Suman

Suman

At last we found some banana leaf here in New Zealand, I still remember I just asked one of my favorite food blogger Connie in her blog regarding a banana leaf replacement for this dish and nearly used what she had suggested until we saw a banana leaf in one of the Asian Shops here! It is frozen though, but at least we got some, this means we can now cook some rice cakes which we have been craving for quite sometime now. I grew up with a lot of rice cakes and traditional meriendas at home as my grandmother always prepare them for tea time snacks, but I was not attentive then so I only have a little idea on how things are prepared. I also remember being the only male at our home I was always tasked to mix the hard stuff like “ube halaya” a type of sticky purple yam jam, “yema” a sticky milk candy, and “pulot” a sugar palm coconut jam, and that gave birth to one of my best traits which is having a lot of “Patience”, it sounded like a training for Mr. Miyagi where you need to wax on and wax off.

For this recipe we won’t test your patience yet as we will be starting with an easy one to prepare, the beginners test drive for rice cakes and it is called “Suman”. Suman is one of the popular rice cakes in the Philippines which is made out of glutinous rice which is then wrapped in banana or palm leaves the cooked with lye or coconut milk. Once cooked this is then sprinkled with sugar or palm sugar sauce. There are a lot of suman varieties but for this one we will prepare the simplest one which is called suman sa Lihiya (Lye).

Ingredients

1/2 kg glutinous rice
1 tsp lihiya (lye water)
prepared banana leaves
cotton strings
400g palm sugar
2 can large coconut milk

Method

  1. Prepare the banana leaves by cutting it into roughly 10 x 10 inch squares, run it through an open flame (stove top fire or even charcoal) quickly just enouogh to release the leaf oil, prevent it from burning.
  2. Soak the glutinous rice in 1 can coconut milk for 1.5 hours.
  3. Drain the rice and mix in the lye water. Mix well until it becomes yellow in color.
  4. Now place the 3 tablespoonfuls of rice into a piece of leaf and roll it to wrap. Once all rolled up fold the two ends then tie a knot accross to prevent it from opening.
  5. Now do that for the rest, once finished place the suman itno a big pot with enough water to cover.
  6. Bring to boil and simmer for 2 hours.
  7. Now on a separate pot add 1 can coconut milk and 400g palm sugar. In low heat melt the palm sugar while mixing continously, once totally melted bring to a boil but in low heat. Once boiling lower the heat further and mix it continously for 30 minutes or until the sauce thickens (The conistency you are looking for is like a maple syrup).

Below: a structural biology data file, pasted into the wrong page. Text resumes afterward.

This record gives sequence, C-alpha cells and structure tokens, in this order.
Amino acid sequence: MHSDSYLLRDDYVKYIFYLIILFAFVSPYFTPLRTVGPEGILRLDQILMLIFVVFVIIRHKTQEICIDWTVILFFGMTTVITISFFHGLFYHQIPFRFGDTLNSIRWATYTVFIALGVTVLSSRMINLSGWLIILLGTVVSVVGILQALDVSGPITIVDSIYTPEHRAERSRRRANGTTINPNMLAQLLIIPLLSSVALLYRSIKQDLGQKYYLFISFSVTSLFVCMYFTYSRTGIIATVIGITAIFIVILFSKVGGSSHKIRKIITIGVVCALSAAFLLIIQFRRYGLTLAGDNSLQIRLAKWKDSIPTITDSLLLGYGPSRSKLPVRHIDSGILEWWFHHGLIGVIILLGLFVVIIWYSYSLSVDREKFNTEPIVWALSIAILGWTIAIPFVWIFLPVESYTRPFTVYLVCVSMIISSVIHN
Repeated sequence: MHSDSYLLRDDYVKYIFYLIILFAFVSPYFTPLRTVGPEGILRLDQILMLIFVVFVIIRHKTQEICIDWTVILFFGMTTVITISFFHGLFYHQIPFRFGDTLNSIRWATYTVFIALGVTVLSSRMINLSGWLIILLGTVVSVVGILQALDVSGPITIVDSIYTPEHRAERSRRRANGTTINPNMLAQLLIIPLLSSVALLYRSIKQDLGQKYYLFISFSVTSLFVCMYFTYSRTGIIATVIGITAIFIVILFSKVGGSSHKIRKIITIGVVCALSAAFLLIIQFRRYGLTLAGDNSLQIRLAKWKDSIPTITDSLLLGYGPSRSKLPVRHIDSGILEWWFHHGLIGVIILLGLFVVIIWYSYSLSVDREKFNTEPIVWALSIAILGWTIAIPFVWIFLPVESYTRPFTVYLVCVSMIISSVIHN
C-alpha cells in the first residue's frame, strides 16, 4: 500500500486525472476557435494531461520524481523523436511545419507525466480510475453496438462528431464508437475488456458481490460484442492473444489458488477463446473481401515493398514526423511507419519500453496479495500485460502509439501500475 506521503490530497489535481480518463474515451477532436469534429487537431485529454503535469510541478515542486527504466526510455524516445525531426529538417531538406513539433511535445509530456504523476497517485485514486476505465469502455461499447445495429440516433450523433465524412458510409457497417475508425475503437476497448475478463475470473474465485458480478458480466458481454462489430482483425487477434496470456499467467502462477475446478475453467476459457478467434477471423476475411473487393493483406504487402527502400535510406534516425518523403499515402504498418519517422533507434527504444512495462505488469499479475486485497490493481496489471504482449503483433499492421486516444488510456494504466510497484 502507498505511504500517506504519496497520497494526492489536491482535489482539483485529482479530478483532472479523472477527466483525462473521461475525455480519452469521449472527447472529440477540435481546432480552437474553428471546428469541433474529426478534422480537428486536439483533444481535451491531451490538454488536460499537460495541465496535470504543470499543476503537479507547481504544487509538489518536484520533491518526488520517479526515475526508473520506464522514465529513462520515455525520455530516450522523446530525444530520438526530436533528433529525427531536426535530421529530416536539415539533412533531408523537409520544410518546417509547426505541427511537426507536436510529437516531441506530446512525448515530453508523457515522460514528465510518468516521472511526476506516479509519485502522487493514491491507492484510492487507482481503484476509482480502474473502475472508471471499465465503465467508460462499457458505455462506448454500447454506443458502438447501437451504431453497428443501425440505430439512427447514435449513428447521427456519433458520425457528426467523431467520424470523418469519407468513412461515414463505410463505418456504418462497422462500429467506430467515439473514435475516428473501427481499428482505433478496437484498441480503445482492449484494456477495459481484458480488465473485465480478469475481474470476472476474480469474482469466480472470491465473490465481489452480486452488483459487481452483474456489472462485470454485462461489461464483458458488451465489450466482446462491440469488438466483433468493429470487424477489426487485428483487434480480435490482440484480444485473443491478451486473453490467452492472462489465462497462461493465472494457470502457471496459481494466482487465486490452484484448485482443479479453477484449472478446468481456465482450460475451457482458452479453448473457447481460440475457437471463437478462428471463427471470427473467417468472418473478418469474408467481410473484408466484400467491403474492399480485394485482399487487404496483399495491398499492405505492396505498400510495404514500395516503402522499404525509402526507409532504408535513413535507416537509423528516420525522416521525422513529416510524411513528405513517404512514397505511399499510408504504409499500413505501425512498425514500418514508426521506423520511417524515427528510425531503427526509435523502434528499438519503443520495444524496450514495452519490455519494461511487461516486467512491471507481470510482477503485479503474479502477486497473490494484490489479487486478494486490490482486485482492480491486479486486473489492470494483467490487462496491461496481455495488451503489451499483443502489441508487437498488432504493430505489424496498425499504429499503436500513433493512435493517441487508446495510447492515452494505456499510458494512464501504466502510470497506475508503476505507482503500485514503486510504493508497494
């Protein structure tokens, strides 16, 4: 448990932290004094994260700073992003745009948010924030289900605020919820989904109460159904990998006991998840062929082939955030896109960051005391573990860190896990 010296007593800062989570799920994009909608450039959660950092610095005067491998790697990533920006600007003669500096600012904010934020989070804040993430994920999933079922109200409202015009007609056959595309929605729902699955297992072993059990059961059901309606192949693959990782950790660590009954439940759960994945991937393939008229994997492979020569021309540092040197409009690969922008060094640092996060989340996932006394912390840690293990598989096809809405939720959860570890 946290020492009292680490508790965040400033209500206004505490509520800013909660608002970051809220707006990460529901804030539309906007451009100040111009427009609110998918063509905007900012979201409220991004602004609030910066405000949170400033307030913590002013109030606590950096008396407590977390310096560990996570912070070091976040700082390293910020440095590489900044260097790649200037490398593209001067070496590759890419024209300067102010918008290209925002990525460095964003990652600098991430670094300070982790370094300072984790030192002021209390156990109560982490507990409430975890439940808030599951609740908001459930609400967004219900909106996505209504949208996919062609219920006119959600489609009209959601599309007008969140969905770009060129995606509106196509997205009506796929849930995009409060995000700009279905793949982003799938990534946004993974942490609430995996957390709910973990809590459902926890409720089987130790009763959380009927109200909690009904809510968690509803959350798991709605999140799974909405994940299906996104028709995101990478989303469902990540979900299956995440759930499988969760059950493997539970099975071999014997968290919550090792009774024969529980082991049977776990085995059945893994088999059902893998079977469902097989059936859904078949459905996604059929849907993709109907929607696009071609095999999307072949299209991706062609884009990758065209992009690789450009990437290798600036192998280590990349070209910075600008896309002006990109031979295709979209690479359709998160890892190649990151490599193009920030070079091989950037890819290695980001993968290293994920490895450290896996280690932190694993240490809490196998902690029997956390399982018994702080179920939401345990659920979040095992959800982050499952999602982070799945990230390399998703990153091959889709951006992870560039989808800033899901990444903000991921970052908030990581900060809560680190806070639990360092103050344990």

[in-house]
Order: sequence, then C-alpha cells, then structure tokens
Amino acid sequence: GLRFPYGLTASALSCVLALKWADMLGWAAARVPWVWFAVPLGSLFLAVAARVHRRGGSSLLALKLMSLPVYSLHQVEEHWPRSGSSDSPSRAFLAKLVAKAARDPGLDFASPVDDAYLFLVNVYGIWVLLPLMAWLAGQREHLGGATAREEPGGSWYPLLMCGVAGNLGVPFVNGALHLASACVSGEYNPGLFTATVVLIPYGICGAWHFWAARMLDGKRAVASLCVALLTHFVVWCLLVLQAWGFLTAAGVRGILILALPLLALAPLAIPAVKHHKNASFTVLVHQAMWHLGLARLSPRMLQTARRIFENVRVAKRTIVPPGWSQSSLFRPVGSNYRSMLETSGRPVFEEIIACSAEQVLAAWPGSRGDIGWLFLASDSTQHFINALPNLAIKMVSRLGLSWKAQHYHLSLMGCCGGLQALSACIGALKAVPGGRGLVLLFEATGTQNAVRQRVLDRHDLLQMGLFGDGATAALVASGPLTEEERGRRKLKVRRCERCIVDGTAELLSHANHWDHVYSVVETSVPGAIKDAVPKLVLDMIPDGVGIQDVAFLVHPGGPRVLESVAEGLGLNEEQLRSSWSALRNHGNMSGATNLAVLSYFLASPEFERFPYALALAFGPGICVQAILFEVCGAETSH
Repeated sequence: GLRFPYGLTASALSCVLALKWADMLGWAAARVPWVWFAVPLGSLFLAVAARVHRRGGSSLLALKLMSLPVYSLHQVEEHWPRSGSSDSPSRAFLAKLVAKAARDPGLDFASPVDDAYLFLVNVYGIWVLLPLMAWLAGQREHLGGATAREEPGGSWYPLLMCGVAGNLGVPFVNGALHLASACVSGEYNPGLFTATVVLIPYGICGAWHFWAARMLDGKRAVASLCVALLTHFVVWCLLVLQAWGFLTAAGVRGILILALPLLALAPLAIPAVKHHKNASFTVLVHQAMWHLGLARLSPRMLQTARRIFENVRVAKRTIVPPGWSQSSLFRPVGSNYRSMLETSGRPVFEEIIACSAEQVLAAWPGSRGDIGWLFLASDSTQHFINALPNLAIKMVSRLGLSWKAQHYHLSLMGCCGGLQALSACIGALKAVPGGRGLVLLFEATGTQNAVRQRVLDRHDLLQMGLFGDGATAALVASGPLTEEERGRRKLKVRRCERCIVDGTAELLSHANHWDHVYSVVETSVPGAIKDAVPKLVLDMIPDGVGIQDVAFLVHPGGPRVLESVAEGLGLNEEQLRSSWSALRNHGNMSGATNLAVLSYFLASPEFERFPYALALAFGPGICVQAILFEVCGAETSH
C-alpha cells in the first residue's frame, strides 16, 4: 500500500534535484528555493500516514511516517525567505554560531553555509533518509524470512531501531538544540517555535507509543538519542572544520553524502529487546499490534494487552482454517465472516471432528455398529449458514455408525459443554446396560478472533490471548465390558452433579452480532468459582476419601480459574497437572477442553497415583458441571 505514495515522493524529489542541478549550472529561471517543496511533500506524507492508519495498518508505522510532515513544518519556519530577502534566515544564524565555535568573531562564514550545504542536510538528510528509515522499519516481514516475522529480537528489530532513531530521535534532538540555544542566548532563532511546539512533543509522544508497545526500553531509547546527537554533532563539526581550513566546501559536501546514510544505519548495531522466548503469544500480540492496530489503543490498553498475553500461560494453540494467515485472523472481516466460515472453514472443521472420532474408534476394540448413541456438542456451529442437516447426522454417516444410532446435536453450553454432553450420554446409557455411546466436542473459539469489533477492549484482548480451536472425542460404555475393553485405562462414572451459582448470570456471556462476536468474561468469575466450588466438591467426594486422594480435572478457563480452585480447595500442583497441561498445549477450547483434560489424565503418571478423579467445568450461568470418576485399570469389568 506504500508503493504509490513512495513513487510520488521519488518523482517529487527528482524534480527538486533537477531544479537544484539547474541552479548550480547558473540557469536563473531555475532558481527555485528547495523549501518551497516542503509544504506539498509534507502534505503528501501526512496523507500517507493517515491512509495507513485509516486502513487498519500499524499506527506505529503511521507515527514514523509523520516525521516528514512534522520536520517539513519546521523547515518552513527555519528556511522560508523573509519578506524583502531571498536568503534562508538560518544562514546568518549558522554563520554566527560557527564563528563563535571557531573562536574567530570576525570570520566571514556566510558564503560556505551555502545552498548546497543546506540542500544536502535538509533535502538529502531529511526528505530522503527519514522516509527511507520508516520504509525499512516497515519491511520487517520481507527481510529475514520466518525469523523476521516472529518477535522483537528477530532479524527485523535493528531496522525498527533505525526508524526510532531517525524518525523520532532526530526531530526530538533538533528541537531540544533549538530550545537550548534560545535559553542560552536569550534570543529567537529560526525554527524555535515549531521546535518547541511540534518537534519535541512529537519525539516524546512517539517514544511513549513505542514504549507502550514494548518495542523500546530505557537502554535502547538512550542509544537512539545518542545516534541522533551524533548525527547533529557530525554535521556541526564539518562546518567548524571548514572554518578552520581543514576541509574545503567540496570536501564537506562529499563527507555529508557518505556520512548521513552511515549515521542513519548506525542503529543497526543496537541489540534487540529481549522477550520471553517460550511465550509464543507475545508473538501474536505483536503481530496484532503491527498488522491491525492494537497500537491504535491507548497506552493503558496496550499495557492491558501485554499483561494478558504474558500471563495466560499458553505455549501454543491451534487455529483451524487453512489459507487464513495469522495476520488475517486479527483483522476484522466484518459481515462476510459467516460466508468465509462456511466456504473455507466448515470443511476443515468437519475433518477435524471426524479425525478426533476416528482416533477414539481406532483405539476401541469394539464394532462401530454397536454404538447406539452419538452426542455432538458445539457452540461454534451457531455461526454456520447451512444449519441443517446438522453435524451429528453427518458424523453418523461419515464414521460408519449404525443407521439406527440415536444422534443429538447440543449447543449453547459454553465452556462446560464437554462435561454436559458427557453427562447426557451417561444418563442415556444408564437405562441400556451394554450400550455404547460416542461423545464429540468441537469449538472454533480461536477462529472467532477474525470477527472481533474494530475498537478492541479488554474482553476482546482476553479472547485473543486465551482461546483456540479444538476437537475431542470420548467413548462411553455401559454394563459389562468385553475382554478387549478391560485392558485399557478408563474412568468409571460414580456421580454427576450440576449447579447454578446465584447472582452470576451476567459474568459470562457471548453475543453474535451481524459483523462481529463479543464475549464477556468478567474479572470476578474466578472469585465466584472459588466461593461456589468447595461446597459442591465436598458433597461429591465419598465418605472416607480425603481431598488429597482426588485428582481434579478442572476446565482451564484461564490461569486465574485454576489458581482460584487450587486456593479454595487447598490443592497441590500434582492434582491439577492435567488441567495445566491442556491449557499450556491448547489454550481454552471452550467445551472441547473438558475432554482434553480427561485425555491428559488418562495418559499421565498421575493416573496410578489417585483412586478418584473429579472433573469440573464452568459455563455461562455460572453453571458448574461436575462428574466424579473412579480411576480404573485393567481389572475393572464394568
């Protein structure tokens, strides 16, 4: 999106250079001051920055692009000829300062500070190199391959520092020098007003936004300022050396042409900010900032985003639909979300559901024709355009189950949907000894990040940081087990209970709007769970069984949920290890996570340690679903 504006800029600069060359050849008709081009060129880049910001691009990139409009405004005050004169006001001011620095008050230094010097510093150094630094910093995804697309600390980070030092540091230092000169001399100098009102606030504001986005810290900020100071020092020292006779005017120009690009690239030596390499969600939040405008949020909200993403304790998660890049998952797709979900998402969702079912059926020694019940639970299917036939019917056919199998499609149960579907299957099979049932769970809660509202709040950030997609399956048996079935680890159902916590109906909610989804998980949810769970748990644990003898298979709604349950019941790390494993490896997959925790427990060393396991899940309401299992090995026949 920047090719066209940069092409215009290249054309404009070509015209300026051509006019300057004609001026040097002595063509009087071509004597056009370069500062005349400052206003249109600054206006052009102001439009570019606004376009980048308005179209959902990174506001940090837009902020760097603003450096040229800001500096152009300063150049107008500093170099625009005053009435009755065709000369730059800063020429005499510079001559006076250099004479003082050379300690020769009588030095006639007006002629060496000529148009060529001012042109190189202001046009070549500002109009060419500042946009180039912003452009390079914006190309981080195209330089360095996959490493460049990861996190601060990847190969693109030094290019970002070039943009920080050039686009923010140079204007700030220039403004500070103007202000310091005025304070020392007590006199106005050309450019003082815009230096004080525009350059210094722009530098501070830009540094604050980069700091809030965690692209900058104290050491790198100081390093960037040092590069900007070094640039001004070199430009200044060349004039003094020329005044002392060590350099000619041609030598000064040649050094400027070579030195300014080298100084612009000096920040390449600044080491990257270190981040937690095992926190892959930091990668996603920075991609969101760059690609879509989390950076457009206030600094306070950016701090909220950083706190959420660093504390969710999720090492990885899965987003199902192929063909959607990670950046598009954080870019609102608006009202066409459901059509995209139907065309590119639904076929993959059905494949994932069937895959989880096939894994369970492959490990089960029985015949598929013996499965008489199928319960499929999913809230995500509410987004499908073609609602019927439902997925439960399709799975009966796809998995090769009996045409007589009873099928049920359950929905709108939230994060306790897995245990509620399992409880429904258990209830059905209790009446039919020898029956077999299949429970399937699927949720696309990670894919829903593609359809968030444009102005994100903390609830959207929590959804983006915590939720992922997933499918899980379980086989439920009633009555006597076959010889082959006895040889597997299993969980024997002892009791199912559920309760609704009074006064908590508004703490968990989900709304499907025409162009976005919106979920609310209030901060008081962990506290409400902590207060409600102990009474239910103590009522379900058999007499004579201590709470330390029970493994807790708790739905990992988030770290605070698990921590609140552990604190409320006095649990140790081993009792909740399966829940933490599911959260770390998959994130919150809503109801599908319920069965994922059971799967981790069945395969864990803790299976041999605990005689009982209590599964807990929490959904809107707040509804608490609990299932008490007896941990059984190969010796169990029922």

8. Now remove and unwrap the suman and pour palm sugar syrup on top.

11 Responses

  1. Hi there Raymund! Thanks for stopping by my blog, I was wondering if you could help me with something? I love the polvorons and silvanas from Philippines and I haven’t had them in a decade. I tried some polvorons in San Sebastian but they weren’t nicely flavoured like the ones from Philippines! Would you have a recipe for this?

    • rsmacaalay says:

      I do have, I will try post it sometime next week but I have one issue as we have that special shaping device for the Polvorons which is not available here in New Zealand so I might improvise and just use medicine cups instead :), if not i’ll just email you the recipe.

  2. Nadia says:

    What an interesting recipe, I’ve never heard of it. But I love being introduced to new food and finding new favorites! It sounds delicious though–the coconut and rice combination!

  3. thanks for that! looking forward to your post on Polvorons! i’m so excited!!

  4. I love suman sa lihiya and the small ones dipped in sugar :D we sometimes try frying it in butter and its good.. makes it a bit crunchy :P

    have you tried the flavored suman? we buy in the mall and the ube or mango flavors are yummy.

  5. helen says:

    is this the kind of suman na i don’t have to dip in sugar?….kasi I’ve been looking for a suman recipe that is already sweet(well not that sweet)….also whats the difference between the two sumans?….pls respond back or message me in my FB file, thnx

  1. April 6, 2012

    [...] Note : this recipe also appears @ Ang Sarap, original post can be seen here Suman [...]

  2. April 10, 2013

    [...] sources: Blrapadas / Ang Sarap / Jerwin Lim / Juanderfulworld / Colloidfarl / Bacolod Tours / Jechonias / Sunstar / Richard [...]

  3. February 13, 2014

    […] Via AngSarap […]

  4. August 14, 2014

    […] (Photo credit: Ang Sarap) […]

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